Live performance in Albuquerque centers on Indigeneity, tradition, and a colorful community. It shares cultural knowledge and honors our ancestors. It gives us purpose and hope for the future.

We asked local artists to describe their home. These sounds, images, recipes, and letters are Albuquerque.

The sound of a New Mexico landscape flowing through air like calm mountain breeze.

by Keith Grosbeck: Creatively Amplified

Festival project: Decolonized Indigenous powwow weaves together performances from the spirit of Indian Country. Project details coming soon.

Yá’át’ééh Albuquerque,

You knew me, long ago, when we met at the doorstep of your casita—the one nestled behind the university, the casita you rented from the old Pueblo who gave her life to you when she, too, wanted to return home amongst the sky in Acoma.

Read the full letter

by Byron F. Aspaas: Diné. Táchii'nii nishłį́ Tódichii'nii bashishchiin

Yá’át’ééh Albuquerque,

You knew me, long ago, when we met at the doorstep of your casita—the one nestled behind the university, the casita you rented from the old Pueblo who gave her life to you when she, too, wanted to return home amongst the sky in Acoma.

I fell in love the night you powdered my skin with the moon. You trimmed my eyes with fleurettes and brushed my hair with strands of tourmaline, then threaded each lace into obsidian. I became your night, your obsession, your decoration. We followed the monatomic hearts into the city and crossed interstates to enter a state as we danced along the glittered vein of your precious heart. It was then, you asked me to stay, when you whispered, October’s New Moon begins a New Year—we danced like those sacred, those old Yeibichei who danced to bring winter’s cold breath; we danced our new dance and prayed all throughout the night, wishing for fall mornings to bring a brittle frost. A bloomed cactus sits upon my burgundy heart, pricked with purple night, farolitos flutter a silver strand of moths beaded into silver flames. Night drifts into a shimmer of alabaster, a cloister of abalone quakes a new day. Your eyes reflect a turquoise morning when a river of emotions flash forward.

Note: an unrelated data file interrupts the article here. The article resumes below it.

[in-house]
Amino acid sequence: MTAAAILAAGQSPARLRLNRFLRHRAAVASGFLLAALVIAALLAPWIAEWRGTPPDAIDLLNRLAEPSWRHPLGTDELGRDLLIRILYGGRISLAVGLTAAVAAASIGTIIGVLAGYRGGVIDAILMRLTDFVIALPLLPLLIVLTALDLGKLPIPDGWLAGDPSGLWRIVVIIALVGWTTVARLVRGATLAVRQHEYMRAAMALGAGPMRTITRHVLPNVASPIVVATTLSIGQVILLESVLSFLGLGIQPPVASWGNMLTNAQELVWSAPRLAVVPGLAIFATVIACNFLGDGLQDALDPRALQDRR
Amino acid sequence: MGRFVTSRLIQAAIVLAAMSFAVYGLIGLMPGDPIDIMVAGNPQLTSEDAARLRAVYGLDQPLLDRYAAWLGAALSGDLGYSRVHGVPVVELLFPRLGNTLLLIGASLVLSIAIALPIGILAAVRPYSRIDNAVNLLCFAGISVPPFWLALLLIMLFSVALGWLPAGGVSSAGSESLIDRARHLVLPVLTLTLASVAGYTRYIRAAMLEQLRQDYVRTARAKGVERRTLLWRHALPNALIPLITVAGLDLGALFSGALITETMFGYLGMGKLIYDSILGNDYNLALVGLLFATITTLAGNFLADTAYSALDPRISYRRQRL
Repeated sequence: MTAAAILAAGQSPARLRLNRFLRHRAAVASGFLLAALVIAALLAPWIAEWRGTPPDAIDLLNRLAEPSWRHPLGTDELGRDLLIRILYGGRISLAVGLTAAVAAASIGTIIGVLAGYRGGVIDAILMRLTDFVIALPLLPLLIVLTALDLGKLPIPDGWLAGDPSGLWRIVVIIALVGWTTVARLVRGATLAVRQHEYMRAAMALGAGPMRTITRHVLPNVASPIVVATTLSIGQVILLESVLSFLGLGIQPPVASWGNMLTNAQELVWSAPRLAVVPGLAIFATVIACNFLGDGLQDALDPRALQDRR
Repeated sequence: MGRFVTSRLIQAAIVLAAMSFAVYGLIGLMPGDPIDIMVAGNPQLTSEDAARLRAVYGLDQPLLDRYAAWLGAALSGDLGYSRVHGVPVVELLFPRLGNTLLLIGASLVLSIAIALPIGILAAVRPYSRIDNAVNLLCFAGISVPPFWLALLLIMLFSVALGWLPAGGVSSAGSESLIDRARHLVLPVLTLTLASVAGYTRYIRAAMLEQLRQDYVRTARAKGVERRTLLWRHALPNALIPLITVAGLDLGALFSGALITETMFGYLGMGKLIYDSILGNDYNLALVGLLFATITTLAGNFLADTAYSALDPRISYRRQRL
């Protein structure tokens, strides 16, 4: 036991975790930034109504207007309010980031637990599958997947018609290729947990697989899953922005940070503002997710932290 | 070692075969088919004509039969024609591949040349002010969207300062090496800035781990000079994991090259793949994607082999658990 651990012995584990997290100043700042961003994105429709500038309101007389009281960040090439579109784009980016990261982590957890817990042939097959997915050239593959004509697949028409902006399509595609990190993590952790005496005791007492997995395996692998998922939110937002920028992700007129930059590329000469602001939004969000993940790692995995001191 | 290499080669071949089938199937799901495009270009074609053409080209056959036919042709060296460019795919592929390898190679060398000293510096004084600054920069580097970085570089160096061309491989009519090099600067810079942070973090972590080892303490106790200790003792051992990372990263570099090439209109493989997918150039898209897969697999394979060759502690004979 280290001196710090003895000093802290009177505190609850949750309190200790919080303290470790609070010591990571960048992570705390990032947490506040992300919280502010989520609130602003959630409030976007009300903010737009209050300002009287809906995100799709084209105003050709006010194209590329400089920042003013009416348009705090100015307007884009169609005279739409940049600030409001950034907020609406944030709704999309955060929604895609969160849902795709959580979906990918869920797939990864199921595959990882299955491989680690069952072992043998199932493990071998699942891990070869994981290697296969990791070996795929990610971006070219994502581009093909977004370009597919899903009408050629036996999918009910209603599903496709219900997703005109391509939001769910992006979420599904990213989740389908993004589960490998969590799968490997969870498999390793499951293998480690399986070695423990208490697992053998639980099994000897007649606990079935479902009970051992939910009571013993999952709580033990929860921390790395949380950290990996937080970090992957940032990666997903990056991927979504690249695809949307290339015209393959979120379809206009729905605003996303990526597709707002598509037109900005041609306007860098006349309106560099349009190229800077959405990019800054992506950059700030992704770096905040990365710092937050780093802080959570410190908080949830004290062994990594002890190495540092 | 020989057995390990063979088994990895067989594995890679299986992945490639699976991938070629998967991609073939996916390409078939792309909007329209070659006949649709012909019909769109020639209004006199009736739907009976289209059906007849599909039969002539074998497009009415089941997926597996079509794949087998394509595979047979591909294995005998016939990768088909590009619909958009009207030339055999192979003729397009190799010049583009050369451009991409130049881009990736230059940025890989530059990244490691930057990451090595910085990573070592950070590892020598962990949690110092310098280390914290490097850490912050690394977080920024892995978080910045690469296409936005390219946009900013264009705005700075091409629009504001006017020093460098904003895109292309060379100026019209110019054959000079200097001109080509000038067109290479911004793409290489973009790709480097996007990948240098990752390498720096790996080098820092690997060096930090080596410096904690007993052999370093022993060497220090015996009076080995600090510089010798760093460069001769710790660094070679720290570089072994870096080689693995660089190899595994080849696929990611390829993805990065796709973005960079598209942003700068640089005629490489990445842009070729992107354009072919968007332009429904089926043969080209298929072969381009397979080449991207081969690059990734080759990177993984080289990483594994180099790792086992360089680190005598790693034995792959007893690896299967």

The lone walk across the southern arroyo was quiet. The grand river licked away each printed foot along its wetted tongue. The lyric stretched across your skin, entangled itself around the bend of your bony wrists with India Ink. Tears of yesternight stained the cheeks of yesterday. Soft wails buzzed in fluorescent songs and sadness. You said, Coyotes never cry, but you wept the moment I said, Goodbye.

You stood beside me, under the purple Sandia shadows, when the sun rose just above the crest of its mountainous back. I watched your heart lift into a thousand balloons—each color pixelated against silvery clouds, each sentiment blown into rainbows of a blue luminous sky. It was the desert who draped me with brown blankets and pinned my hair with scented conifers—a trail of salted rivulets rippled a memory with tears. It’s how my heart aches for your dry touch, how my heart yearns for the waft of cedar smoke, how my heart reaches for orange sunsets tethered to chords of Route 66, how my heart aches for you.

Dearest Yootó Hahoodzodi, the heart remembers.

Ayóó Ánííníshní,
Byron

 

by Lois Ellen Frank, Ph.D. (Kiowa/Sephardic): Native American Chef, Author, Photographer, Educator, Gardener